Dealing with COPD Caused by Smoking

There is a laundry list of diseases and conditions you can get from smoking, but, by far, chronic obstructive pulmonary disease or COPD is the most common. COPD itself can be further classified into many types, the most common being chronic bronchitis and emphysema. Millions of people, smokers and non-smokers alike, are currently suffering from COPD, and most people with COPD have a combination of emphysema and chronic bronchitis. COPD is also one of the leading causes of death in the US.

 
What causes COPD?
Smoking is usually the culprit for the development of COPD. Statistics even say that up to 80% of cases of COPD are caused by smoking.

 
Non-smokers who develop COPD usually get the disease from long-term exposure to secondhand smoke, which is usually why living with a smoker puts you at a significantly greater risk of COPD. Exposure to lung irritants can also increase your risk of COPD. People suffering from HIV or AIDS are more vulnerable to disease. Age can also be considered a risk factor, since people over 40 years of age are more prone to getting COPD.

 
In rare cases, COPD is caused by a genetic condition that decreases the production of alpha-1 antitrypsin in the body. Lower levels of this protein can make COPD more likely to occur.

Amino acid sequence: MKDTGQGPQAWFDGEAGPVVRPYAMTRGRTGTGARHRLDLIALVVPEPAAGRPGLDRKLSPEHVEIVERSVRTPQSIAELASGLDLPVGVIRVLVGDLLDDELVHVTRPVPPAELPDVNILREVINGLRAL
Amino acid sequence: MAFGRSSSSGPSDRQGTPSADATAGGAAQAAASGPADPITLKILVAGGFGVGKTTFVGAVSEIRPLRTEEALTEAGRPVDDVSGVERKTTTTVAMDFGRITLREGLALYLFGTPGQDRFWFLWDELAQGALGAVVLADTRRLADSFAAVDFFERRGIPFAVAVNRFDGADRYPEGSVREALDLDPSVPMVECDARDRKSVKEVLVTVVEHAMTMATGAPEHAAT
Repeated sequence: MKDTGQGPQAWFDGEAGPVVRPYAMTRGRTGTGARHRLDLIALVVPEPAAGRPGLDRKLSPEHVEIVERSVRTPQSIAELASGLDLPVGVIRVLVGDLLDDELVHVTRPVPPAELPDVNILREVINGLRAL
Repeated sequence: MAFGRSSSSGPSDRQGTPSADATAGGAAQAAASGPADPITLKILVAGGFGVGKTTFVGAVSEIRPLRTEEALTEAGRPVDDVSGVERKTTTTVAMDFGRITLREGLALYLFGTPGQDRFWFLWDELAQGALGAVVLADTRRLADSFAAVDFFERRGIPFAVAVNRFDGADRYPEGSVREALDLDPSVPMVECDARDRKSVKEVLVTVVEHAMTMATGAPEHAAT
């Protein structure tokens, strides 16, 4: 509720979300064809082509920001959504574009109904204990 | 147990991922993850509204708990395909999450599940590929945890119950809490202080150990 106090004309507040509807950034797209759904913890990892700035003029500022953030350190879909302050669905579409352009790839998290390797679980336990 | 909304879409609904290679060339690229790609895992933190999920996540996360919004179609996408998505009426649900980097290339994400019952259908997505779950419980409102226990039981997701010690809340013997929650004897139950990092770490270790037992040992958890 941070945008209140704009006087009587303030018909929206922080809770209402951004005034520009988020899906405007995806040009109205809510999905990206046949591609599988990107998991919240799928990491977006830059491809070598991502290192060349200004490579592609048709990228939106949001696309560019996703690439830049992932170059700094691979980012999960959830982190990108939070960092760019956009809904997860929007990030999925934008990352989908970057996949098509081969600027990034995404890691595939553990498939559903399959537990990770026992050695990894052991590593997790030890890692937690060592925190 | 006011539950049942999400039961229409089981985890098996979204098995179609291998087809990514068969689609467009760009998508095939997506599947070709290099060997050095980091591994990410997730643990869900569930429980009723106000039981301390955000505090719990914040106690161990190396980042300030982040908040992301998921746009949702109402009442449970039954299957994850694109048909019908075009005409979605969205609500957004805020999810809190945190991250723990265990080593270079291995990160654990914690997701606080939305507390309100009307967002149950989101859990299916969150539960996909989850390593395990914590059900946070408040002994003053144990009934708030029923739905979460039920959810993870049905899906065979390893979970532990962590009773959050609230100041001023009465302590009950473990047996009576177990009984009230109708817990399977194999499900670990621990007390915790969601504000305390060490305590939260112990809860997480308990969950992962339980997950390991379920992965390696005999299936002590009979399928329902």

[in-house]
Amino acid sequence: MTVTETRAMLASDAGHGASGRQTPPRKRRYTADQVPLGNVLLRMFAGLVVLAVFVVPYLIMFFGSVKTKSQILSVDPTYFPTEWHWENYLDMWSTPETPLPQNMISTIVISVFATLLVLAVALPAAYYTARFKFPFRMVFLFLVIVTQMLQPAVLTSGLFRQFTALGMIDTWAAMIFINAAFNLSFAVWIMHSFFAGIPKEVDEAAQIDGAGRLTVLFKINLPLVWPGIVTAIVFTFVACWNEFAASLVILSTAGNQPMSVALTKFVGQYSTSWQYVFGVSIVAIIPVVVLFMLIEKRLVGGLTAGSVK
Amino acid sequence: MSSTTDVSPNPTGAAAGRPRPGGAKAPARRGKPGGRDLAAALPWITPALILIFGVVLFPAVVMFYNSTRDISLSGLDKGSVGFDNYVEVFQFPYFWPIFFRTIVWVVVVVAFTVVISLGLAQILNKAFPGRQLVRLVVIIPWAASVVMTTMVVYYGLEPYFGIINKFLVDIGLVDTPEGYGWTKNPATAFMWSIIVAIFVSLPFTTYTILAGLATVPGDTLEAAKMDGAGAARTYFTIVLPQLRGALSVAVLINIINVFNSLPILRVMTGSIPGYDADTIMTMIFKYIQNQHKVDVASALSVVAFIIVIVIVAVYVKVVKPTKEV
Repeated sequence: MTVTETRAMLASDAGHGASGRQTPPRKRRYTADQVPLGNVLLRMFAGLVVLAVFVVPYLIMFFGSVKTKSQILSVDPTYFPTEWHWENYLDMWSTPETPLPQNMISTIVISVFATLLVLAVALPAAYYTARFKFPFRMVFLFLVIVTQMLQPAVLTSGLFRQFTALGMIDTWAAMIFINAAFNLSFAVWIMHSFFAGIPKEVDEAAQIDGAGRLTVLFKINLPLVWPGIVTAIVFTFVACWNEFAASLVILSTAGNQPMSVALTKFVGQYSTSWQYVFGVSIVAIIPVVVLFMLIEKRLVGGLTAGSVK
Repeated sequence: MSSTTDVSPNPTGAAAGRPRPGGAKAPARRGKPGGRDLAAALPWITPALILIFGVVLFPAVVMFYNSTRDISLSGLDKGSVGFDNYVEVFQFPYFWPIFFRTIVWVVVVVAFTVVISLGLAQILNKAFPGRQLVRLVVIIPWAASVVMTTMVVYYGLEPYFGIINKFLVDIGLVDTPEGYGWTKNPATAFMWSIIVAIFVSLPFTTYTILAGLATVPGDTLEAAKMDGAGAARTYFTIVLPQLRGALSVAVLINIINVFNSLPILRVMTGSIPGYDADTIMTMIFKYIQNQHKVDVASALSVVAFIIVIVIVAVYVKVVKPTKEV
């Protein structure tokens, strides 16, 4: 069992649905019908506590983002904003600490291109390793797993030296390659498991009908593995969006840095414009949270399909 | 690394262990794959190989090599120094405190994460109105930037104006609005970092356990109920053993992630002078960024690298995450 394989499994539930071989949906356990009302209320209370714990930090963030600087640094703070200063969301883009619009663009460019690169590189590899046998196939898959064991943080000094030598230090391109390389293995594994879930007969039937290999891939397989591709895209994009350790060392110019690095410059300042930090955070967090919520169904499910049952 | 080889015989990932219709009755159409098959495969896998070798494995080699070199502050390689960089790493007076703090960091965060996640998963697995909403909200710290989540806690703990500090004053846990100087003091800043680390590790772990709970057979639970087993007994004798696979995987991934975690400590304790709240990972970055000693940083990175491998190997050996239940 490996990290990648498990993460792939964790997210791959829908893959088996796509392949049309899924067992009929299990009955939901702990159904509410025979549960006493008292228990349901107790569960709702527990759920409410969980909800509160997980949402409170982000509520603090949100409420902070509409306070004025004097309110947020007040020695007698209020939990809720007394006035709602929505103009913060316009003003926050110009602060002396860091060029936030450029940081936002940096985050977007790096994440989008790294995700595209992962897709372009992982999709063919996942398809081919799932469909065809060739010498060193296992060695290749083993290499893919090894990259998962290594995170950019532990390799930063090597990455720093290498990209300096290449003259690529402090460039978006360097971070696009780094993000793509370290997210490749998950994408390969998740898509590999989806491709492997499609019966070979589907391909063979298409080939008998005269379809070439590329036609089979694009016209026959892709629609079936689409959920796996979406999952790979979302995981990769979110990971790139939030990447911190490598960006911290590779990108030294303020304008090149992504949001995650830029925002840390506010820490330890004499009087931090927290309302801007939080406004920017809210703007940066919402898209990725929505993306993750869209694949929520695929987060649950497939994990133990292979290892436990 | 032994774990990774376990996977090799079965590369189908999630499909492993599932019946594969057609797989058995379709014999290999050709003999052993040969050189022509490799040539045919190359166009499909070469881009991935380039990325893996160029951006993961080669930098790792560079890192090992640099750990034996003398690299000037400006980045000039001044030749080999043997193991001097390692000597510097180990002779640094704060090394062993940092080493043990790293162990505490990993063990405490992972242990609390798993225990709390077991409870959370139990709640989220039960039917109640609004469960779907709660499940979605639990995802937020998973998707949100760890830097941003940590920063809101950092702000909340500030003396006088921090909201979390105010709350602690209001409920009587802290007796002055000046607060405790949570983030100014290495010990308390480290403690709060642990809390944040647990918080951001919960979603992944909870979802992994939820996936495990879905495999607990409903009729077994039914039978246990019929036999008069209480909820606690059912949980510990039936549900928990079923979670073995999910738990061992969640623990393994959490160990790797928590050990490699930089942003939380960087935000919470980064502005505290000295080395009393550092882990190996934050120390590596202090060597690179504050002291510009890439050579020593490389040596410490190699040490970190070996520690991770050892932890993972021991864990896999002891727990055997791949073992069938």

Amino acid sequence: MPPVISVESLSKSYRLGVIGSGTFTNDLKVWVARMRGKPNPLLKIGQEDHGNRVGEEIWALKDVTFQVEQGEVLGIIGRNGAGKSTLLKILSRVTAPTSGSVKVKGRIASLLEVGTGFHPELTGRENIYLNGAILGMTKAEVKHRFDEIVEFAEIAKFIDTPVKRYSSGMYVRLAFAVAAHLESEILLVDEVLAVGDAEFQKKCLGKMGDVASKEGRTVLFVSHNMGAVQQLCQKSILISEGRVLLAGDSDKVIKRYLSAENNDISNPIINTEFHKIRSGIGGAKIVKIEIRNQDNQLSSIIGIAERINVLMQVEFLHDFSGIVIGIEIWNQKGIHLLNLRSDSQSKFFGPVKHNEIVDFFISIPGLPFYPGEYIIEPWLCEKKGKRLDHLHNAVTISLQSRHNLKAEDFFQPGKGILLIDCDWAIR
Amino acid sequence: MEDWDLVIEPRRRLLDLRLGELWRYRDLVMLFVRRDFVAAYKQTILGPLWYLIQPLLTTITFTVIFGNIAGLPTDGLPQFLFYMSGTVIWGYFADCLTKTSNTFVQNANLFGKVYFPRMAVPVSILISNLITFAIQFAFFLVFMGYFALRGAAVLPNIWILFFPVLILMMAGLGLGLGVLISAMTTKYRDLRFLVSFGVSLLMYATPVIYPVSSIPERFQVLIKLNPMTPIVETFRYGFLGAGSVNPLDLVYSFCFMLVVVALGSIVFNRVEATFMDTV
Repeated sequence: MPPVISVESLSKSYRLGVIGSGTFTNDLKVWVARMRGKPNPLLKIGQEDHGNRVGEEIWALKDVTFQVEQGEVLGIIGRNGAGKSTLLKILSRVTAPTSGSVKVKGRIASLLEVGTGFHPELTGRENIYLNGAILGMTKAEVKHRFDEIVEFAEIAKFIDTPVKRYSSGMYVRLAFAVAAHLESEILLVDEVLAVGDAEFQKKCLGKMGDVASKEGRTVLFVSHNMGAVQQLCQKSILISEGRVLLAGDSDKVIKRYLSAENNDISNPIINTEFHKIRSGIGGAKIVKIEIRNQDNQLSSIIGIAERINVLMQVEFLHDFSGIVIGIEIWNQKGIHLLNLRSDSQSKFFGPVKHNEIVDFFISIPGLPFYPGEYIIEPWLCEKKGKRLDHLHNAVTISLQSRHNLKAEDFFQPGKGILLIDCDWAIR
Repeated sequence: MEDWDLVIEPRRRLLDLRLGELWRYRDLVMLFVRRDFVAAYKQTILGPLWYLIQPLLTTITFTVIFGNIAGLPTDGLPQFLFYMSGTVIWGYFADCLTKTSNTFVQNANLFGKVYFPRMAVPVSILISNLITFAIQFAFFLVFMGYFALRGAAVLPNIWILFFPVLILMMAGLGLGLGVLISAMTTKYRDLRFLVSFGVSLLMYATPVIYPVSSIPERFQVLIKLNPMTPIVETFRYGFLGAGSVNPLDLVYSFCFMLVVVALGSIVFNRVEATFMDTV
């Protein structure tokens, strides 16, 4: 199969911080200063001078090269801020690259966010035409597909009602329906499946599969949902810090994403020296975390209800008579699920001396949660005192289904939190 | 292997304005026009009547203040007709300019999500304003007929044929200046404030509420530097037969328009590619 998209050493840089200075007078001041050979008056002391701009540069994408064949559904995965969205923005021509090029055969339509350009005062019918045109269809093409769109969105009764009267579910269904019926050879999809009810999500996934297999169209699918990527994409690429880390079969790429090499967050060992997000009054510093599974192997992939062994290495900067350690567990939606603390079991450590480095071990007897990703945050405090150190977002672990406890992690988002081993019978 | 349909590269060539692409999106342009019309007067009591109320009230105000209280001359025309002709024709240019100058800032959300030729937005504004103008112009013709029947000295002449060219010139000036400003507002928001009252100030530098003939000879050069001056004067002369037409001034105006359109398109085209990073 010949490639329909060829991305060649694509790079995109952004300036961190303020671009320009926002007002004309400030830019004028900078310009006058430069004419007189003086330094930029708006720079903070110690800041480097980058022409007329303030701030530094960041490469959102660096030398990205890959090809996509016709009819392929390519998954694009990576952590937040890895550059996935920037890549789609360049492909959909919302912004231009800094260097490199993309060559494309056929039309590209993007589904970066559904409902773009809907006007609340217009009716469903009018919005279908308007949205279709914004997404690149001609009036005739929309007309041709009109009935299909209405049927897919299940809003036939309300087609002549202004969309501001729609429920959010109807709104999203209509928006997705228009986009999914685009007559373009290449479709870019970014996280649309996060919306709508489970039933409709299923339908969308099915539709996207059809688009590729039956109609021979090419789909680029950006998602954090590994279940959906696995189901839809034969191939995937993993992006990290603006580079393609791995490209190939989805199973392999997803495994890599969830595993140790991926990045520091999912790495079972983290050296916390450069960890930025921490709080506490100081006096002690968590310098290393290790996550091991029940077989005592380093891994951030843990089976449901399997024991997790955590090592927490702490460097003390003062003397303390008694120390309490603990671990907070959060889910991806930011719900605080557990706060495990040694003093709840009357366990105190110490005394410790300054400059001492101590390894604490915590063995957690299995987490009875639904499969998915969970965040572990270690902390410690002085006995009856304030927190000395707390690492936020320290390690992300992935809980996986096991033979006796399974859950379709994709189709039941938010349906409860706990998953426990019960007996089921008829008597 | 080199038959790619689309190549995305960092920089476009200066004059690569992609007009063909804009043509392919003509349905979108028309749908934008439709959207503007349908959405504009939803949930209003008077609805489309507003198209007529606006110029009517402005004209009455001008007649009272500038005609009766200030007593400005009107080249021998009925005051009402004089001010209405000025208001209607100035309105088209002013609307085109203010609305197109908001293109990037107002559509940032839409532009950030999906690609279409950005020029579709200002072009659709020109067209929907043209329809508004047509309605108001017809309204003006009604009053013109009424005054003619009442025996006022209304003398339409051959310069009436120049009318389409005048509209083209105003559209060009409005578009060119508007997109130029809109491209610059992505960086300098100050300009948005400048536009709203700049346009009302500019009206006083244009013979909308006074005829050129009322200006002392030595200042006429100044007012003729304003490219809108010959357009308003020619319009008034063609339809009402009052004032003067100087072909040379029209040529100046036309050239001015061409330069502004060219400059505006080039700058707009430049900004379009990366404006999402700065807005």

What are the symptoms of COPD?
People who suffer from COPD often show symptoms of coughing and shortness of breath. In addition to those symptoms, people with COPD can also have the barrel-shaped chest and tightness in the chest. In most cases, the symptoms of COPD are the same with the symptoms of emphysema and bronchitis, as most people with COPD have a combination of both.

 
Chronic bronchitis is usually defined as a long-lasting cough with increased mucus production. Coughing caused by COPD is usually chronic as well and can last for three months out of the year, for at least two years. If you have COPD, you’ll notice that your coughing is very persistent and intense and that it often produces sputum. Some people have reported the coughs to be so intense that they cause rib fractures. In extreme cases, the exertion can even cause loss of consciousness.

 
The chronic coughing that COPD brings results in the lack of sufficient air in your lungs as well as poor oxygen levels. With lower oxygen levels, you get tired much more easily and you’re often short of breath; even light physical activity can lead to wheezing. With COPD, you’ll also notice some weight loss.

 
How is COPD diagnosed?
Medical professionals typically use spirometry to diagnose COPD. Patients blow air into an instrument called a spirometer, which measures air flow from the lungs. Decreased air flow points to impaired lung functions, a common sign of COPD. If you’re suspected to have COPD, you will also be subjected to blood tests for arterial blood gas, which measures the levels of carbon dioxide in your bloodstream. Having poor arterial blood gas test results mean you’re having difficulty breathing, and this is a common occurrence when COPD has progressed into advanced stages.
Further tests such as chest x-rays and CT scans also help in confirming or ruling out other conditions related to COPD, such as emphysema. Your blood and sputum may also be tested for infections. You can also have blood tests to find out if you’re suffering from a genetic case of COPD.